Getting the best out of the Festive Season
The festive season is just around the corner and investing some time now to pause and prepare for the oncoming festivities can make a big difference in our ability to enjoy the much-needed time away from the desk. The year-end tends to creep up on us quickly and rushing to get everything done in time can leave us pulling up a chair to Christmas lunch feeling exhausted and stressed.
What causes Christmas Stress?
The mad rush to finish work projects and tie off any loose ends
Overspending. We can get caught up in the excitement and succumb to the pressure and end up spending too much on presents for family, friends, and colleagues
Over-pleasing. Trying to meet the expectations of family and friends and dividing time between family functions
Responding to work requests and demands while on leave
Overeating and drinking, leading to fatigue and discomfort
Preparing for Christmas
Having a plan for managing the demands of the festive season can allow us to enjoy what can be a wonderful time of year. Apart from the opportunity to spend time with love ones and have fun, holidays replenish our physical and mental ‘energy banks’, allowing us to dig deeper and think smarter when we return to work.
Remove work email from our devices
You don’t get any real benefits from a holiday unless you ‘detach’ from work – which means unplugging from back-lit screens and switching off the work emails. Research shows people who successfully detach from work are more satisfied with their lives and experience fewer symptoms of psychological strain.
Date your “out of office” email reply a day after your return – this will give you a day of grace, helping you to ease back into work, get on top of your emails and plan the week ahead.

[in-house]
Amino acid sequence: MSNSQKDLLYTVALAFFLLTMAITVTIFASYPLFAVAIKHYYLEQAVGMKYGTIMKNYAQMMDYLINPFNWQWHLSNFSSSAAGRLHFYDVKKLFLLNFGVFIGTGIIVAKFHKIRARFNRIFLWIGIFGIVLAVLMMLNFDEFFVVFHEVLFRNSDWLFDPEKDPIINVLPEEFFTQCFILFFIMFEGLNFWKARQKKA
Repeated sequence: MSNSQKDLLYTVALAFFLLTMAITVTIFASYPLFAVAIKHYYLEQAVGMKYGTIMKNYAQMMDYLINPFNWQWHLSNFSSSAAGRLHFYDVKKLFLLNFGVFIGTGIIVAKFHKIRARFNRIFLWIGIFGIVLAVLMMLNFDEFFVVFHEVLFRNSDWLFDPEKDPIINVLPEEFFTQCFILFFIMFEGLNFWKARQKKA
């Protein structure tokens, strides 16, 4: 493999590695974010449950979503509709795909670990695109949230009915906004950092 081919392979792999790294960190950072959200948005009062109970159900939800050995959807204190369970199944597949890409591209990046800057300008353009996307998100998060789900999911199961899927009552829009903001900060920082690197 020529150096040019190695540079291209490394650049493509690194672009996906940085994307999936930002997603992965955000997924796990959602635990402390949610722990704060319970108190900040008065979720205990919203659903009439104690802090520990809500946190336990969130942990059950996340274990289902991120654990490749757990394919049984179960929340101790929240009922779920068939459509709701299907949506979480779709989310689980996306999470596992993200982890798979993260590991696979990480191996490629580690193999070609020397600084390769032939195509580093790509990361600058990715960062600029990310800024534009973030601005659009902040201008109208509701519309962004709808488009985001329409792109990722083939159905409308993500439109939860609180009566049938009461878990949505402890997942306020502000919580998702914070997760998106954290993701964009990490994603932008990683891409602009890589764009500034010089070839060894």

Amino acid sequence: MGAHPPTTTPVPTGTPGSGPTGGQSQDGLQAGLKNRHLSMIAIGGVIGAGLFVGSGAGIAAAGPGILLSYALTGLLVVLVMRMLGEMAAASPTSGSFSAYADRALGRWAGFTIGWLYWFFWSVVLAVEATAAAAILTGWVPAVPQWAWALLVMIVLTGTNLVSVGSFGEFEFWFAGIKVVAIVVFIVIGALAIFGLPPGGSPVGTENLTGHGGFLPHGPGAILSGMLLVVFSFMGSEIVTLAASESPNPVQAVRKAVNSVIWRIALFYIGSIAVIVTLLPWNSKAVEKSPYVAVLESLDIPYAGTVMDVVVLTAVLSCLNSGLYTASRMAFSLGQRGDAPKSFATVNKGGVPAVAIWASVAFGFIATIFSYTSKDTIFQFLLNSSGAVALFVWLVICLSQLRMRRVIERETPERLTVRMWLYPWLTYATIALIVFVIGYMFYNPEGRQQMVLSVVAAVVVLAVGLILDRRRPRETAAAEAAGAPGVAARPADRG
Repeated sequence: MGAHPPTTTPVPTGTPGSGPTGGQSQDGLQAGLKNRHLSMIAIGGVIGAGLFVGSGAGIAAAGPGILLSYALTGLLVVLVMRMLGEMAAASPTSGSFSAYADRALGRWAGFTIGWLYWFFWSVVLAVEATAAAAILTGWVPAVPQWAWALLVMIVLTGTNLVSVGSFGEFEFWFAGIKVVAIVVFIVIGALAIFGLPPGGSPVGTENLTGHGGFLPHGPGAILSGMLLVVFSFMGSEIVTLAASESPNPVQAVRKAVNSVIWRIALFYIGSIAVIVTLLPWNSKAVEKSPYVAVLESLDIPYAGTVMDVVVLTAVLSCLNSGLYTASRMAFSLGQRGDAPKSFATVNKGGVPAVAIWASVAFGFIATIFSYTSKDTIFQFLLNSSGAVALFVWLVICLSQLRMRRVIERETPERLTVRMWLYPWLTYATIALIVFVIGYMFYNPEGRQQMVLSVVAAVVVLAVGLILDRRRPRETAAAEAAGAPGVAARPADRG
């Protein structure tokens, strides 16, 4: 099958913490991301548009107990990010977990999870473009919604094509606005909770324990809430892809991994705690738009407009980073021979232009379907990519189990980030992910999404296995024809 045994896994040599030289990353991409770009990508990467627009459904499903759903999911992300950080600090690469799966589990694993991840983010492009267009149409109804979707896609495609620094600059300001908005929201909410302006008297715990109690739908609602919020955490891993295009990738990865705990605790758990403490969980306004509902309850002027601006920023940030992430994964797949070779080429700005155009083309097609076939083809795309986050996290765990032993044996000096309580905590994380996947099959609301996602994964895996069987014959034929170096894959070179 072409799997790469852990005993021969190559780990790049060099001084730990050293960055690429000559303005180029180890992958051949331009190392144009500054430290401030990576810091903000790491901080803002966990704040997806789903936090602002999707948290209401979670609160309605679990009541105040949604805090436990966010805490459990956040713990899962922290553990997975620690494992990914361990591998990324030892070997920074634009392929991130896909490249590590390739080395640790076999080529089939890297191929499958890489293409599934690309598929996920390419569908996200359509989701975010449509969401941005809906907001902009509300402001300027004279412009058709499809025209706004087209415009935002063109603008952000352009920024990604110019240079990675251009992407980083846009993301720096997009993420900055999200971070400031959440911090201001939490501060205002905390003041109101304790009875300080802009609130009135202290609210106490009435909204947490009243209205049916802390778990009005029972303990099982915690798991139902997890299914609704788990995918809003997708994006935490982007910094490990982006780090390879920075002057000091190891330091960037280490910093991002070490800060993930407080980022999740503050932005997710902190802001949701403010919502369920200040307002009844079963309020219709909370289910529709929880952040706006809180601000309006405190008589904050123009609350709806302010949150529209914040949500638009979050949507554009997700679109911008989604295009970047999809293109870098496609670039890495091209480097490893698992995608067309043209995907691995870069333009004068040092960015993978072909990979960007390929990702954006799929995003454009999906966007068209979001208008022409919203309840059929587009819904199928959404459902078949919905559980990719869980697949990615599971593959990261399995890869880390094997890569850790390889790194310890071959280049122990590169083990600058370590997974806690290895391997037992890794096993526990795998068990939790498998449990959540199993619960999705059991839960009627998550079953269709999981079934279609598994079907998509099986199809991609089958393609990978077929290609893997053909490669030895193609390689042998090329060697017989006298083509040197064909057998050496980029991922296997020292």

Talk to family about gifts
If you are budgeting, spend some time early in the season to arrange a family and or workplace Kris Kringle, or perhaps ask people to bring a plate of food instead of presents. Setting a gift limit can also be helpful and paying for items with cash can give you an immediate sense of what you are spending.
Tracking what you spend can help too. There are plenty of simple budget or spending apps available online, if a pencil and paper don’t work for you.
Be patient with each other
Remind yourself what Christmas is about and give family tensions an ‘amnesty’ to simply enjoy the best in each other, try to ignore the worst, and talk about what we are looking forward to in the year to come. Good questions to ask might include “what went well for you this year?” “what do you hope next year looks like for you?”
Consider what topics might be triggers, for example, religion, money, commentary on people’s weight, politics or old family conflicts, and don't talk about it. If someone brings up the topic, use distraction and quickly move on to something else.
If tension arises, excuse yourself for a short time and then change conversation topic. If the issue needs to be addressed, it’s often best left until the new year.
Reduce the need for Christmas gatherings to be picture perfect
Focus on keeping menu’s simple, accept the roast may be slightly overcooked, and learn to laugh when the dog chews through a branch or two of the Christmas tree!
Allow yourself to be in the moment
Slow it down and remind yourself to focus on what really matters. Take pleasure in the small moments, notice the things that you are grateful for. Be present, let yourself laugh and let go of small frustrations.
Drink in moderation
Drinking to excess can create fatigue, irritability, and increase the likelihood of saying or doing something you’ll later regret. Switch up alcohol with water or another beverage of choice.
Keeping up your regular exercise routine can give you the fitness and stamina to make it through the demands of the festive season.
Donate your time
If you are feeling alone or disconnected from family or friends over the Christmas, there are many charities that would love you to volunteer for them over the holiday period.